23 Jul 2016

Student Competencies and Learning Plans in Moodle 3.1 that You Really Need to Harness

 

The new trend of competency based education is taking the education institutions by storm. Personally, I do not think it is a fad and that it might wither away down the road. Competency based education advocates have been diligently at work for years to make it seep into the educational institutions’ culture. INACOL’s latest project  Competencyworks is one example. As defined by CompetencyWorks, competency education

refers to a systems model in which (1) teaching and learning are designed to ensure students are becoming proficient by advancing on demonstrated mastery and (2) schools are organized to provide timely and differentiated support to ensure equity. A competency-based structure enables personalized learning to provide flexibility and supports to ensure mastery of the highest standards possible. With clear and calibrated understanding of proficiency, learning can be tailored to each student’s strengths, needs, and interests and enable student voice and choice in what, how, when, and where they learn.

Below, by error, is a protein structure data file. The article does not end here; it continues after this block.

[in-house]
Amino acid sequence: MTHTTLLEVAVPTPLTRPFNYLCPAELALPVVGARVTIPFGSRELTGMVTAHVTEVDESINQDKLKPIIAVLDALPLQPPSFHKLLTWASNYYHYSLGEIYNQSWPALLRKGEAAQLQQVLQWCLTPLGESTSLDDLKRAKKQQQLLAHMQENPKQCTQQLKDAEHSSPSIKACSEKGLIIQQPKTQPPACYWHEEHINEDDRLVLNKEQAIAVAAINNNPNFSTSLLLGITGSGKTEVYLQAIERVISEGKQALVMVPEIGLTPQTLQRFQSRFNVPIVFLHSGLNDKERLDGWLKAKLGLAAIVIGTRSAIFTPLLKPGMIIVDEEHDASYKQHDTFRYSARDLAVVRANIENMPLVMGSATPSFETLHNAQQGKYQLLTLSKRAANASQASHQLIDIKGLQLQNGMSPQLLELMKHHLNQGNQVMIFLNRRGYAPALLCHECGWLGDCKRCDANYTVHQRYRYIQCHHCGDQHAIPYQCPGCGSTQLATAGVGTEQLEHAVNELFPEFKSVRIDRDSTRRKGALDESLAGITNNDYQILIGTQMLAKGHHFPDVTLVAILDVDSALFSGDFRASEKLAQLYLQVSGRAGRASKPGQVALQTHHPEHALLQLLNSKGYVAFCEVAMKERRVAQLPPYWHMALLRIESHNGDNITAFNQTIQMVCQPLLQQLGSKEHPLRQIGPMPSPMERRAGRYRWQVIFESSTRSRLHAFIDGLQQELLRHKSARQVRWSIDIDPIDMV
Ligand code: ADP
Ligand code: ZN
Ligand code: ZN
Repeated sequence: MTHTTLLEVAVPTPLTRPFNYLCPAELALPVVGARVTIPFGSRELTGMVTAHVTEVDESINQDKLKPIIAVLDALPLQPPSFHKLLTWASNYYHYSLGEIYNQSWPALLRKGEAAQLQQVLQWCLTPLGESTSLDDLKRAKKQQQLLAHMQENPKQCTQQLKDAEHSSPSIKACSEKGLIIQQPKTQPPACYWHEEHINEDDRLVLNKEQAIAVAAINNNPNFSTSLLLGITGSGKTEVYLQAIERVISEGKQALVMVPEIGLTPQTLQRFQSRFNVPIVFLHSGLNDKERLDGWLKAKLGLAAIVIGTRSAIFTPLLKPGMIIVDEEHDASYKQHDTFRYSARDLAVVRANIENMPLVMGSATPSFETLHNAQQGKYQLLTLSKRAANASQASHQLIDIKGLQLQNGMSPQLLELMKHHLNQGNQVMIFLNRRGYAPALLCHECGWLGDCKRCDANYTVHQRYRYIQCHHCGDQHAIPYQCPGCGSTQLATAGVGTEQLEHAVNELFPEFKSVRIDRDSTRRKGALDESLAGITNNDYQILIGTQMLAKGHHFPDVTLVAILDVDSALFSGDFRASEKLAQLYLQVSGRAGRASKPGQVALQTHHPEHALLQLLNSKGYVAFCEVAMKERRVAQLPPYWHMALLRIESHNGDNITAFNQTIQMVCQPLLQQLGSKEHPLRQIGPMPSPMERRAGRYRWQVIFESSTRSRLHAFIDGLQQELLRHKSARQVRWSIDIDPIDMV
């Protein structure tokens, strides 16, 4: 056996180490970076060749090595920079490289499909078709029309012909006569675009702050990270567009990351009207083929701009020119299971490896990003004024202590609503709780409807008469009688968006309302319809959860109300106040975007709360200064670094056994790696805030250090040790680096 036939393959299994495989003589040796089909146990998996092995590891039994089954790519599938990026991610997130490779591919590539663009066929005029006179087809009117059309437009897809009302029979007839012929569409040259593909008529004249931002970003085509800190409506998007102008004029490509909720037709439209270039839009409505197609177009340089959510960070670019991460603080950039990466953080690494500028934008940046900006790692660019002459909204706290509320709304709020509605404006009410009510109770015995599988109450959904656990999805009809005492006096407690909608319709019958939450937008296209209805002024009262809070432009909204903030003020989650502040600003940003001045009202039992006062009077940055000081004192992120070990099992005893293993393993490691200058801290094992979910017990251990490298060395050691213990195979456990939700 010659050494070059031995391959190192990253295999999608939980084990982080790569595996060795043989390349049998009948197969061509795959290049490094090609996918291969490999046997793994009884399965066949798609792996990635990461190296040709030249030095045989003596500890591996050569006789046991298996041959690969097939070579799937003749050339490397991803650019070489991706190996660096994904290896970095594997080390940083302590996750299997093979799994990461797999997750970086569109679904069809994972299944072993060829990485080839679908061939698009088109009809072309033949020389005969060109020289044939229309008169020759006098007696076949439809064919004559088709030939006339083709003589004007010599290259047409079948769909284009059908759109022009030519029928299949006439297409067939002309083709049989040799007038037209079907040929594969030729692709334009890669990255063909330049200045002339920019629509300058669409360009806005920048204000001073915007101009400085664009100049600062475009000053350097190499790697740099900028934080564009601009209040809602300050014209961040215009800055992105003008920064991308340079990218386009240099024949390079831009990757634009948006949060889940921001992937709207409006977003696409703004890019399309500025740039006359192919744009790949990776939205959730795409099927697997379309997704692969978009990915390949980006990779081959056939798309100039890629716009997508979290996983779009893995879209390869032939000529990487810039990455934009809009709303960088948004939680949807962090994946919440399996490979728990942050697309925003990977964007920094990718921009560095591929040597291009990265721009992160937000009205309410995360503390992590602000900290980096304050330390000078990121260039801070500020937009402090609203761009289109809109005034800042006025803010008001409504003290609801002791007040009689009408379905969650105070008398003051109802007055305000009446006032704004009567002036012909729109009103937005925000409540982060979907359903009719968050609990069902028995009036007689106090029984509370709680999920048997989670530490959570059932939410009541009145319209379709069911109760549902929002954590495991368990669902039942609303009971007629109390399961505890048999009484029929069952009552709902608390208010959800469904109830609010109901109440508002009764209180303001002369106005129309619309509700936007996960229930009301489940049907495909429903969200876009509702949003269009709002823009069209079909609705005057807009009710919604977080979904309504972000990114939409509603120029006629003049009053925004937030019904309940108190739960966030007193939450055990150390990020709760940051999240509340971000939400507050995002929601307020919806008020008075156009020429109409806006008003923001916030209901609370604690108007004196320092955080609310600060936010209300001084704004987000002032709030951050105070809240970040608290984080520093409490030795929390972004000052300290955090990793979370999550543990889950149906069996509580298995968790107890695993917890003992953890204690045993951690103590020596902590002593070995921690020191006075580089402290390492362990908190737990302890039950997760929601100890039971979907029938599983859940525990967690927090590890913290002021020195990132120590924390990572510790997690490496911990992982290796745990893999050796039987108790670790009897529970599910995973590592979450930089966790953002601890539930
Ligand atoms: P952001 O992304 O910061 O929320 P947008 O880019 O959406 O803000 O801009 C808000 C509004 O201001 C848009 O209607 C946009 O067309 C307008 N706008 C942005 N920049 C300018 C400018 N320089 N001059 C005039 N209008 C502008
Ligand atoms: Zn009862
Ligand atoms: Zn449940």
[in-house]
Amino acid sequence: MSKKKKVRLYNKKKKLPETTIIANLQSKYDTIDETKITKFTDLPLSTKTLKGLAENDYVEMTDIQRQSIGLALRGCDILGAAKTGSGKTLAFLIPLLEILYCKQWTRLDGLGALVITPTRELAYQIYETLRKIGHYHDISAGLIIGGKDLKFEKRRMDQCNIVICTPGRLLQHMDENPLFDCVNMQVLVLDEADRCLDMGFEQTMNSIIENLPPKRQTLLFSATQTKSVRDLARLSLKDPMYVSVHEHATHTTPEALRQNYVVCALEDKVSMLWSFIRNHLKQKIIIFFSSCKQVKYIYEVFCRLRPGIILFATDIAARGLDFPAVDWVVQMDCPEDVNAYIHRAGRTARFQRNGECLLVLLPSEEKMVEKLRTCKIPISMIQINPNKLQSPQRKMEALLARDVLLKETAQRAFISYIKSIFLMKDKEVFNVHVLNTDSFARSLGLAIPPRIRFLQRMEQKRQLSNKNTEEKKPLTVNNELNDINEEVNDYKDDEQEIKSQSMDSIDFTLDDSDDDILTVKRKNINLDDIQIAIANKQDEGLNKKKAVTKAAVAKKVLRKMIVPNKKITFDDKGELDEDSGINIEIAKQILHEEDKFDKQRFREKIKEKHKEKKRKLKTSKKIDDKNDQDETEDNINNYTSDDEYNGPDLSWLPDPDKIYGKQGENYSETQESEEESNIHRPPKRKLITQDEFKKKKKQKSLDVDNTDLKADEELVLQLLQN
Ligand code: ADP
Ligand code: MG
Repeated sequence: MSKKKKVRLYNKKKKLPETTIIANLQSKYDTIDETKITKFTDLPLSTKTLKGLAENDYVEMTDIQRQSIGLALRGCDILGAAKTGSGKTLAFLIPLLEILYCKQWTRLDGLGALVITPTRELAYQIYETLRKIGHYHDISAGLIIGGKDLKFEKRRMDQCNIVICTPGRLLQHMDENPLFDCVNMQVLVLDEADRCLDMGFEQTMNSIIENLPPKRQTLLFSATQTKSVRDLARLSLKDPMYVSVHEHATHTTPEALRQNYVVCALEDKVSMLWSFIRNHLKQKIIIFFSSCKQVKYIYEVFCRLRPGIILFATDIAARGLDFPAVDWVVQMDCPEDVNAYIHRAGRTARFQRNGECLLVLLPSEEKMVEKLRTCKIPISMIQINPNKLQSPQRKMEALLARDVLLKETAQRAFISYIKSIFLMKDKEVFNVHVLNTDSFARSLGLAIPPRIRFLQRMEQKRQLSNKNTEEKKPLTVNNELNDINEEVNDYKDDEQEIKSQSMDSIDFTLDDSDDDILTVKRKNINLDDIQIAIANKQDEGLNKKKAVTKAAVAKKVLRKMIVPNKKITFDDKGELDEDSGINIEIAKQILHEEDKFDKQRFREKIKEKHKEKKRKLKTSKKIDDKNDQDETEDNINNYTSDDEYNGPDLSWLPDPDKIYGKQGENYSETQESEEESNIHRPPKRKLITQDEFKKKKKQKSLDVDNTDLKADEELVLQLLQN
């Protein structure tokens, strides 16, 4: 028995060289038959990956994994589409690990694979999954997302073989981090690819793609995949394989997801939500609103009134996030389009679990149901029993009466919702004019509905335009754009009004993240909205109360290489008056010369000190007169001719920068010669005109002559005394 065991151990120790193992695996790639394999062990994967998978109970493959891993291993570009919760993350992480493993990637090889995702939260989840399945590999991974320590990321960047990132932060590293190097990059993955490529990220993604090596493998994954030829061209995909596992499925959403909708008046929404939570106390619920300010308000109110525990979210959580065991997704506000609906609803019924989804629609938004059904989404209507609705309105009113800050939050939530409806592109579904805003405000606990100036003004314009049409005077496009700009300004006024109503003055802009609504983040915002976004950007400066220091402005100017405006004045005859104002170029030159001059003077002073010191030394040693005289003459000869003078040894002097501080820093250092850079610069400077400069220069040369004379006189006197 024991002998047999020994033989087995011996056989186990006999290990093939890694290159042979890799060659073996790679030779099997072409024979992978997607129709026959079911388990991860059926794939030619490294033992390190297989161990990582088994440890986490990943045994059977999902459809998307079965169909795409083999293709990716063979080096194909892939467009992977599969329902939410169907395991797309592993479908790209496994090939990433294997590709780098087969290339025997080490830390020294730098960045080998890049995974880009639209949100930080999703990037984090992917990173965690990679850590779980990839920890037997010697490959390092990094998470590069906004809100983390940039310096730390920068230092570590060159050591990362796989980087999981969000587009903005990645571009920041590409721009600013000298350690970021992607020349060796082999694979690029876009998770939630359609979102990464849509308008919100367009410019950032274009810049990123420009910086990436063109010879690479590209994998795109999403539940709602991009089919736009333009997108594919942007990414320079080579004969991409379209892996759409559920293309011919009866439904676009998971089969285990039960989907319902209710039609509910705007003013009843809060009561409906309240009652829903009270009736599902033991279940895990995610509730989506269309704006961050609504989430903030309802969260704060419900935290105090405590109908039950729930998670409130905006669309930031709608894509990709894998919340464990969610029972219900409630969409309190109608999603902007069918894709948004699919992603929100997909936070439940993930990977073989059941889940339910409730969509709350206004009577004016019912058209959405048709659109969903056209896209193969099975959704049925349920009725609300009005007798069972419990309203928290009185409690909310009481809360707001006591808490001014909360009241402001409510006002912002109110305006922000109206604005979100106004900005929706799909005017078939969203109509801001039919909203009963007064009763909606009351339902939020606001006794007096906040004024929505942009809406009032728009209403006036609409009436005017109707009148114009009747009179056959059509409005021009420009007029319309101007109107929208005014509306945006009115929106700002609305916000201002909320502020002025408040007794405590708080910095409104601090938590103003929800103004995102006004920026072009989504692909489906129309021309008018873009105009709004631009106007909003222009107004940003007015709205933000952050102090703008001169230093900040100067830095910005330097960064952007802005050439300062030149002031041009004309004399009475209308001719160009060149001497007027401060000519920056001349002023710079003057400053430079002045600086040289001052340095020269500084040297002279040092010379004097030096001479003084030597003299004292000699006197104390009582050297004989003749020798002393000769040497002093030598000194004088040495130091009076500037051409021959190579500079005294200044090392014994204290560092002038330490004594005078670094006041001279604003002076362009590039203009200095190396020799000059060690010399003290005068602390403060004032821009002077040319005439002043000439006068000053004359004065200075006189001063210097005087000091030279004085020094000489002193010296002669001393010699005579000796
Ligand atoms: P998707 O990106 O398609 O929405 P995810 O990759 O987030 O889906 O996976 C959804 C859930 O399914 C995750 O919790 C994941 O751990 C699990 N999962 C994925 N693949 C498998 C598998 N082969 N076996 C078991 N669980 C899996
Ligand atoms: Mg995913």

Some of the characteristics of CBE are, as defined by CompetencyWorks, ar =e

  • Students advance upon mastery.
  • Competencies include explicit, measurable, transferable learning objectives that empower students.
  • Assessment is meaningful and a positive learning experience for students.
  • Students receive timely, differentiated support based on their individual learning needs.
  • Learning outcomes emphasize competencies that include application and creation of knowledge, along with the development of important skills and dispositions.